If you want to see an example of Gonzaga’s nationwide perception, look no further than the image of Adam Morrison crying at center court after the Bulldogs blew a 17-point halftime lead to UCLA in the Sweet Sixteen. Weeping Adam Morrison has been a photo used by many to push their idea of Gonzaga choking, but should they? Yes, Gonzaga held a halftime lead of 17 points and yes, UCLA came back and won 73-71. What many people forget, however, is that Gonzaga was the 3-seed and the Bruins were the 2-seed, preventing it from being an upset and leaving Gonzaga with a Tournament result aligning exactly with their Seed Expectation. As well, this was a Bruins squad the fielded an incredible roster of future professionals including Arron Afflalo, Jordan Farmar, Darren Collison, Ryan Hollins, and Luc Mbah a Moute. After narrowly squeaking by Gonzaga, the UCLA went on to easily dispatch powerful Memphis and LSU teams on their way to a National Title game. This would lead me to believe that the 17-point lead at halftime achieved by Gonzaga was a gritty group of upperclassmen playing above their heads for 20 minutes; a team that shot for the stars and came extremely close before coming back to earth.

The past few years, There have been several Gonzaga squads that casual and serious fans hoped would make a run all the way to the final weekend. Unfortunately, they haven’t been able to make them. Despite these disappointments, we can’t swing too far to the other side of the spectrum and claim this team is predestined to collapse when the pressure ratchets up in March. As I’ve shown, the evidence simply doesn’t match that belief. When Selection Sunday comes and Gonzaga is awarded a No. 1 or No. 2 seed, make sure to check history before assuming they’re due for a collapse.  

Thank you to contributions from Spencer Lund and Tony Patelis, and to Andrew Hamilton for the image.

Eric hails from Edmonton, Alberta, Canada. His blend of sports and comedy has landed his words on ESPN, Bleacher Report, CBS Sports, and others. He loves zone defences, the extra pass, and a 30 second shot clock. Eric scribes a column called Sons of Naismith, looking at NCAA basketball from a Canadian perspective.

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Featured Article

Ride The Wave

Back in October the sky was the limit. LeBron had decided to move to LA and join the Lakers. Things were good then.

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Back in October the sky was the limit. LeBron had decided to move to LA and join the Lakers, drawing in a decent support team and a lot of talk that the West was looking incredibly dominant next to a “weaker” East. Things were good then.

Five months later and things couldn’t be farther from that idylistic picture. The East thrived without the King and GMs put together some of the most noteworthy teams in a while. And the Lakers? The Lakers currently sit in the 11th spot of the Western Conference with very little hope of making it to the playoffs. They’re a team that is constantly attacked for their lack of chemistry, skill, and effort. For the first time in a long time, LA became synonymous with “hopeless”.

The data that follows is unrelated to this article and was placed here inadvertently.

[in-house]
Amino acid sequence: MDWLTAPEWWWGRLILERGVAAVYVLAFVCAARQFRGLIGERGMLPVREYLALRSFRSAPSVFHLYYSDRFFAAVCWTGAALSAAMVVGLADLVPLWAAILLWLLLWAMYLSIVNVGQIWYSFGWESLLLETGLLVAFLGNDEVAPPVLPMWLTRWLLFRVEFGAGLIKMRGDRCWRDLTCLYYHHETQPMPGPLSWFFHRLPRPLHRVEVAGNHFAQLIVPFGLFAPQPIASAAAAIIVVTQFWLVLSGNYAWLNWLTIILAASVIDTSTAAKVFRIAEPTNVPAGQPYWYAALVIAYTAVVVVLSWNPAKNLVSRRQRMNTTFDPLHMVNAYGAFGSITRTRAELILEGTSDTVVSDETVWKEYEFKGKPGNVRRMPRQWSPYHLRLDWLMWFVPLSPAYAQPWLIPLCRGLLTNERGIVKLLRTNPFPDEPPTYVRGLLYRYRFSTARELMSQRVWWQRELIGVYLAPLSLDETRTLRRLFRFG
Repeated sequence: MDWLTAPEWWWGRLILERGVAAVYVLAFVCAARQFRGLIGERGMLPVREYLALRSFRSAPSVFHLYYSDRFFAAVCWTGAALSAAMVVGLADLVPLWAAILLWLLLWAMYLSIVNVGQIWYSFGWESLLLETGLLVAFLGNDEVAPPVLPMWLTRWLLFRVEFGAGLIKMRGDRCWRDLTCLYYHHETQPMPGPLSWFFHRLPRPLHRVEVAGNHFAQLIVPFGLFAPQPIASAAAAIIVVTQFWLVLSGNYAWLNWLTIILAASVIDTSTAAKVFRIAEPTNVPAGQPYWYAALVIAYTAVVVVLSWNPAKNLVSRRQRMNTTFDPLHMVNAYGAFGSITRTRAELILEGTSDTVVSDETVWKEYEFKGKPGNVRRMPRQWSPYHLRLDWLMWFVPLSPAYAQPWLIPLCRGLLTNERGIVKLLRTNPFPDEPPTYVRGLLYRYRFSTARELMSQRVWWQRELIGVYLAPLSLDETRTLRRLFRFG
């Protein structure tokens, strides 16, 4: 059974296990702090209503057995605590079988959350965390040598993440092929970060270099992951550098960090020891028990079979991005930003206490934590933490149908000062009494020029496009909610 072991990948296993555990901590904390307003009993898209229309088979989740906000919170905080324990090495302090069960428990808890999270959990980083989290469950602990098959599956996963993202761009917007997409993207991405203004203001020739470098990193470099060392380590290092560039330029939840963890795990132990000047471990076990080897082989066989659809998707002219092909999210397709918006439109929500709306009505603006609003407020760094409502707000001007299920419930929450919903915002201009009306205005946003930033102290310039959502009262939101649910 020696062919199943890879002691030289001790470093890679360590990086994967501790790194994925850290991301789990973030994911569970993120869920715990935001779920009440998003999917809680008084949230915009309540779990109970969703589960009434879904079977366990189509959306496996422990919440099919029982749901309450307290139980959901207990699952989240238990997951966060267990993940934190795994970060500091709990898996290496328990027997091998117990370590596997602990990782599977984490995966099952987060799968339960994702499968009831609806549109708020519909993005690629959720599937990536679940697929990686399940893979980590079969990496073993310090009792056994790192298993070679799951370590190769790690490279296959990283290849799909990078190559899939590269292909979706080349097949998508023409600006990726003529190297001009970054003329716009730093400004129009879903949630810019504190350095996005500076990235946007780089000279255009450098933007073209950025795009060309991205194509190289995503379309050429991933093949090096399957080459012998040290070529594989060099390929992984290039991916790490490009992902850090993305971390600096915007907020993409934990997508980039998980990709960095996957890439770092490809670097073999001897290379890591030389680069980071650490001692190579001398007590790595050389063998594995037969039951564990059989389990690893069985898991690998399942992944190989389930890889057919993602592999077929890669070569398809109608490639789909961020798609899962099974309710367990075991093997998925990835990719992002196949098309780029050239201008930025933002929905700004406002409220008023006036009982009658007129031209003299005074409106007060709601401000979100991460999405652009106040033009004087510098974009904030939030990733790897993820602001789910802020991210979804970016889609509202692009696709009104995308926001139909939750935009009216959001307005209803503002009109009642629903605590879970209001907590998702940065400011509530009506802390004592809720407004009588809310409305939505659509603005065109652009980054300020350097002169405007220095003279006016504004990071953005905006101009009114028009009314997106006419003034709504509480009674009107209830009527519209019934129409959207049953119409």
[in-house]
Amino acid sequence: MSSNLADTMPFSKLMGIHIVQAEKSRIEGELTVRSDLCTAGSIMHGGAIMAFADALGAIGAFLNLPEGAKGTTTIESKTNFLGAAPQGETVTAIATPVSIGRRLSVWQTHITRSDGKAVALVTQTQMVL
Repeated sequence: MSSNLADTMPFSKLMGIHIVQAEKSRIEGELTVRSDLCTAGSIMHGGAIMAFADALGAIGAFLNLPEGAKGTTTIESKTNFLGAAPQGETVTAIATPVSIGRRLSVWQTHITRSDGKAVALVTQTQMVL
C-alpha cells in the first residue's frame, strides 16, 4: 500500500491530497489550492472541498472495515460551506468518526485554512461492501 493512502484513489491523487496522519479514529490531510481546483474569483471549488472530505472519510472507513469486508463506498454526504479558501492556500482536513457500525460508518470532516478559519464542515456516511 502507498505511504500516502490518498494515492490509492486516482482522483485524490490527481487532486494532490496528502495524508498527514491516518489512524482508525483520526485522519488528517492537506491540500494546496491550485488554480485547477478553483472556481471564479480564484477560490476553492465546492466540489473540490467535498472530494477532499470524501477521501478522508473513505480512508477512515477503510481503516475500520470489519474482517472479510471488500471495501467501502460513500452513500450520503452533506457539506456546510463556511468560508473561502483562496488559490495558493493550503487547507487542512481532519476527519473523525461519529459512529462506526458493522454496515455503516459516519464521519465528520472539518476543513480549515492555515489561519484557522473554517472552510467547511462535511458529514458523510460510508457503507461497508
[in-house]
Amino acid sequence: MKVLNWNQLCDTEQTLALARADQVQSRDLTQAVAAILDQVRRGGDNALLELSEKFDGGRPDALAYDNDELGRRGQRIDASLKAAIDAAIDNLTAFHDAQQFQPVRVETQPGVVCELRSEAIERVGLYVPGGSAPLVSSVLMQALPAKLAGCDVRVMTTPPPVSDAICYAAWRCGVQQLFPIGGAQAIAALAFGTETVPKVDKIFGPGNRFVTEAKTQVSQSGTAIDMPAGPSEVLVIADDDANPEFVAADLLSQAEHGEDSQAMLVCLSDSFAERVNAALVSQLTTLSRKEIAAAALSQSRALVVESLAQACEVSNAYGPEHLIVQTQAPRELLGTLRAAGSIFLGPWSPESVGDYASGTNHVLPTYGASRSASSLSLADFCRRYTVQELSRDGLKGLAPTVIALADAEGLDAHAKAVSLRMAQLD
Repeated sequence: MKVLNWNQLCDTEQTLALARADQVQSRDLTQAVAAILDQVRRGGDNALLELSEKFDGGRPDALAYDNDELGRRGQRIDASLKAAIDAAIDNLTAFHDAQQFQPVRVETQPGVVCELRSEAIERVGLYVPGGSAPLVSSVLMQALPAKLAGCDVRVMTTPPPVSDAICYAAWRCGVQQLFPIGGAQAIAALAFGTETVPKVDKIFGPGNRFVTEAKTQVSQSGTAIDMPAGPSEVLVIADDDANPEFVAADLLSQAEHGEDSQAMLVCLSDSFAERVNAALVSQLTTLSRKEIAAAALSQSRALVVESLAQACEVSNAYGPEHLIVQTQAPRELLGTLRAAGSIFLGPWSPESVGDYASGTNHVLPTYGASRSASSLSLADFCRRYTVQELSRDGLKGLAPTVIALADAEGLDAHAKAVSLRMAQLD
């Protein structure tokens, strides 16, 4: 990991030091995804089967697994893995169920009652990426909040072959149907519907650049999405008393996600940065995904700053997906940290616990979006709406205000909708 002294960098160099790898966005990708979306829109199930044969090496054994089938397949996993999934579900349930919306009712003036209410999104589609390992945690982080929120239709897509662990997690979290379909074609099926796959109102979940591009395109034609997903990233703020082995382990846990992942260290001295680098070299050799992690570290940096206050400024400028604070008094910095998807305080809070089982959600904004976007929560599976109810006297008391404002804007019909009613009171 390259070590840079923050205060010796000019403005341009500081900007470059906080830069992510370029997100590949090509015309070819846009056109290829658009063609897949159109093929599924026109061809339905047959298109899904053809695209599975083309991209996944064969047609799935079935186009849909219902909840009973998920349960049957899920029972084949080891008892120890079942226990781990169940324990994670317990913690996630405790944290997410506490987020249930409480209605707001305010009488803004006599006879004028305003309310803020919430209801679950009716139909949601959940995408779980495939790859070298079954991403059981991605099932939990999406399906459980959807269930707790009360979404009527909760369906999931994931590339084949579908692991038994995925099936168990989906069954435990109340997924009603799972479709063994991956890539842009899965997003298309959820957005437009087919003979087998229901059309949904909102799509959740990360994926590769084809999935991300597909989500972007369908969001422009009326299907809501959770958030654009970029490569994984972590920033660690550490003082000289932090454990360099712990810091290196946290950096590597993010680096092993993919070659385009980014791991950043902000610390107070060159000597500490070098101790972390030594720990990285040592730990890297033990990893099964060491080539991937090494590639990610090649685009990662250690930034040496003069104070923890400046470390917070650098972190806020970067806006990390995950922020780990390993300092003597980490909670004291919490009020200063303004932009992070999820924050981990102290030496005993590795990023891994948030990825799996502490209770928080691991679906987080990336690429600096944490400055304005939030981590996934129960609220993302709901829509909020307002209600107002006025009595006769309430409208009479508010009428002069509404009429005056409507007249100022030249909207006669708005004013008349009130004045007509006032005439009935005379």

This wasn’t the future we saw for the King.

On the heels of a night filled with one of his greatest achievements ever, the Lakers as a team walked away with a loss to the Denver Nuggets. A night that began on a high note went out on one that was equivalent to sour candy. Furthermore, a frustrated team left an arena, hopped on social media, and found a bevy of congrats for their star player, while enduring the storm that came with another Lakers loss.

It seems that James’ stardom has reached a tipping point, one that makes him a GM one moment, the King of the league the next, and finally the biggest point of contention within the locker room. The most notable thing is that it is clearly wearing him down. Chris Martin let us know that “nobody one said it was easy”, but you’ve got to ask yourself, does it have to be so hard?

The answer is unfortunately, yes. It’s always going to be this way, and there is no fighting the current, but there is beauty in riding the wave. Embracing that moment when the wave comes crashing down on you is important, because it’s always going to happen, but your attitude will always be remembered. LeBron rides high, and keeps things in the positive light for the media, but he’s got to realize that they are writing his story, and he doesn’t have to play into their’s. Ride the wave, and take the loss in stride with all the great that has come with it, but take the loss because your part of a team that is.

The wave has crashed down, but the current will bring another.

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Year 15 | A Mini Documentary

Year 15 of a legacy…

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What’s to come for the man on top, and what got him here?

It’s Year 15 of a man’s career, but it’s also Year 15 of a legacy…

Created by Tristan Laughton | Twitter: @Ctrice

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Editorial

Something Out of Nothing

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It’s March 2016, and I’m driving with Alan Shane Lewis to Montreal to meet with Marc Griffin and Phil Boileau. We’re meeting to speak about this exciting new idea I pitched to them. We were tired of spinning the wheels on our own individual internet shows, and I told them that it was time we stopped waiting for a network and became the network.

We spoke that weekend about creating a community of content creators that all loved ball and came together to make unique content with unique voices – voices we felt were never heard in the mainstream. This community was the base of Press and we’d continue to push forward from that spot. We spoke about some amazing show ideas, article ideas, social media plan. It was truly an exciting time, and still one of the best weekends of my life.

Two years later and that group is a lot smaller, and that idea is Press Basketball.

It caught fire at the beginning and we had people joining our bright shiny new plaything left, right, and center. It was exciting, but now I kind of realize that a lot of it was just that we were that “bright shiny new thing”.

We ended up with a lot of Press Basketball “members” but when I stepped back and looked at what was happening… it wasn’t what I’d imagined. The fire burned out. The idea was gone. We had just become another thing trying to stay alive, waiting for some deus ex machina to show up with money and make everything okay.

I’ve gone through most of my life making something out of nothing. It’s never easy, but when it happens it’s always worth it… ALWAYS. Press made me feel alive at a point. It was literally all I could think about, and while it still is on my mind, it doesn’t make me feel alive. This hurts more than I can ever explain.

Changes are coming my friends. We’re not laying down and dying, and if we do it’s not going to be like this.

The core of Press will be setting fire to a lot over the next few weeks and I personally can’t wait for this to start. From the ashes something new will rise (I watched a lot of XMEN growing up).

Stay tuned, because it’s not over.